Tuesday, September 10, 2013

You Shoulda Been a Movie: GTA III

Today marks the third installment of YSBaM, which now has its own tag on this site. I posted the last one, of which I'm super-proud, in 2012, while the first entry, which is also great, was published in 2011. They take some time to complete, so holler if you want more of these.

What feels like a lifetime ago, I played the second GTA for an hour or so. It was insane, and the overhead perspective made the game feel a little more generic – not in a bad way, but there were many top-down mayhem games out at the time, like Postal. I thought it had some neat features, but I wasn’t especially excited by it. I guess the main factor was the short amount of time I had with it.

Then one day I visited my brother, and fired up his new PS2 and introduced me to GTA III. It was love at first sight, or play, or whatever. All I remember was looking at the screen about 20 minutes into the gameplay and feeling a bit breathless. Here – in first person perspective - were living, breathing city streets with an authentic design. People walking on the side walk. Cars driving about. An elevated train rumbled by. The location even looked a bit like parts of Queens, or perhaps the Bronx.

It was nighttime, and before long, it began to rain as well. Claude, the main character, was racing toward a ringing pay phone to receive an interesting and illegal chance to earn some cash. Then with the press of a button, Claude pulled a guy out of a Camaro and took his car for a drive.

Suddenly, the pace of the game became propulsive. Where I had been sprinting and walking for three blocks, I was 5 blocks away in seconds; in fact, I was enjoying my new-found speed a little too much. A bad turn caused me to get my first wanted star for crashing into a cop’s car. As I sped away, I found myself wishing I had chosen a ride with better handling.

Released in 2001 by the cheekily-named publisher, Rockstar Studios, Grand Theft Auto III was a revolution in gaming. This sort of open-world first-person sandbox was a fairly new experience for gamers. You might have three or four simultaneous locations for getting new mission assignments, but you could take them on in any order. Or you could choose to simply relish the environment and drive around, enjoying the several radio stations provided by the game.

Here's someone sort of dicking around on the actual missions:

As new as this type of sandbox game was, having it center on a criminal and his illicit activities made the experience all the more arresting. Why worry about the fact that you just rear-ended a stopped car? This is a game that not only includes street-walkers at nighttime, it encourages you to use a prostitute’s services by giving you a health boost! You’re a kid in a candy store and, a lot of the time, there aren’t enough police around to impose any order on you!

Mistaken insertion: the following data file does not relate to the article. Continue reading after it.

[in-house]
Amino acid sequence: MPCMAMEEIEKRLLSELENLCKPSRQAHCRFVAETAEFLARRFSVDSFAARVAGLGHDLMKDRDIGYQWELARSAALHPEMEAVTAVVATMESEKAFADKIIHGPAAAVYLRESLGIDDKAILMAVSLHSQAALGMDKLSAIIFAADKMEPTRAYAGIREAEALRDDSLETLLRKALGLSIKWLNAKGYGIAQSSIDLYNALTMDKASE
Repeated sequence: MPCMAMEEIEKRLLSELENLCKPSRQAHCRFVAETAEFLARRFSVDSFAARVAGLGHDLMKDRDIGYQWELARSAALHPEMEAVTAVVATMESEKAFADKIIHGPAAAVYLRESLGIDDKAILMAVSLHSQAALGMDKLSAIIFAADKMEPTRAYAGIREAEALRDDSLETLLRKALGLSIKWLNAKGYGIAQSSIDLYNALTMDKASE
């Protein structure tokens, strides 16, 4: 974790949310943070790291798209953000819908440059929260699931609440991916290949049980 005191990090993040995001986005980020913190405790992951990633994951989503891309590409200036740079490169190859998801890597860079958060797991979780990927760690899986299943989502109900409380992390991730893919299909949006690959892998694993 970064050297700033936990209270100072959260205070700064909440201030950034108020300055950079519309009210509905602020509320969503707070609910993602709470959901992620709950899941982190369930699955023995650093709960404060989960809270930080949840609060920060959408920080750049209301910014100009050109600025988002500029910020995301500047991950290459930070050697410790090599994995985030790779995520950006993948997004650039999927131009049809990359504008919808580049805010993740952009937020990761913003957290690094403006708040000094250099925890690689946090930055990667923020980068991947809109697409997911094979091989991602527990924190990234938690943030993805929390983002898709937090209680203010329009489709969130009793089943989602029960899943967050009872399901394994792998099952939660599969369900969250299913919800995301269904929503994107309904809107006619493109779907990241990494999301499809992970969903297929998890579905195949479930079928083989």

Much like the first street scene that so impressed me, the story also had a nice, low-key vibe. At the start, cutscenes show how you are betrayed and shot by your girlfriend during a robbery (it’s very much like Mel Gibson’s Payback). The cops nab you and you get a 10 year sentence, but your prison transport is attacked and only Claude and a stranger named 8 Ball survive.

After offering you a temporary shelter in his garage, 8 Ball introduces you to an Italian crime family, allowing you to get your own safe house, as well as access to weapons and missions. Although it’s simply a matter of survival – Claude has lost everything in the wake of his arrest, and so he must earn cash – these new criminal contacts gain a huge, complex hold over the protagonist’s life. And there’s always the fact that your ex, Catalina, is still out there…

While this video game had some graphical glitches, it was the best that could be done in 2001. Regardless, the production values were still clearly top-notch. Whenever you weren't being bothered by a glitch or cars suddenly "popping" into view instead of gradually appearing over the horizon, you really would marvel at its beauty. The music was crisp and clear, in stereo - as were the various dialogue recordings, which were so well-performed. And there were excellent video segments, too.

Each mission begins with a well-made cutscene - some short and some long - which add necessary characterization to a story in which the lead is, basically, mute. This is usually how you get a new assignment. Once the cinematic ends, you either start the mission directly, or continue to hear the other characters talk to you; that last option was a smart way to cut down on costs and not take the player's hands off the controls for too long.

Keep in mind that in this free-roaming playground, you have three enemies: cops, who only bother you when you've broken the law; crooks and gang-members who hate you, and random car-drivers and pedestrians who get angry when you car-jack them. Many neighborhoods in the crime-riddled town are filled with no-goodniks who will start to shoot at you on sight.

In this way, the series keeps you on your toes, looking around for potential threats even while you aggravate people. The stakes are fairly low, since a player death just results in you reappearing at the hospital closest to where you perished, with a portion of your money disappearing as payment for "failure." It's a fair system, since money is easily found after the first few hours; it emboldens your playing style significantly. The worst consequence is getting arrested, from which you re-spawn at the nearest police station, all your weapons having been confiscated. That part sucks the most because you have to buy (or find) all your gear again.

I hope I've helped you understand why GTA III was such a big deal. It was like the matrix in The Matrix! You were free to act out as you wished, in a world with real-seeming people, using real-seeming vehicles, in a real-seeming city. The impression the game left was undeniable. People love this game enough that many people still remember what they enjoyed best about it. No, it's not just me: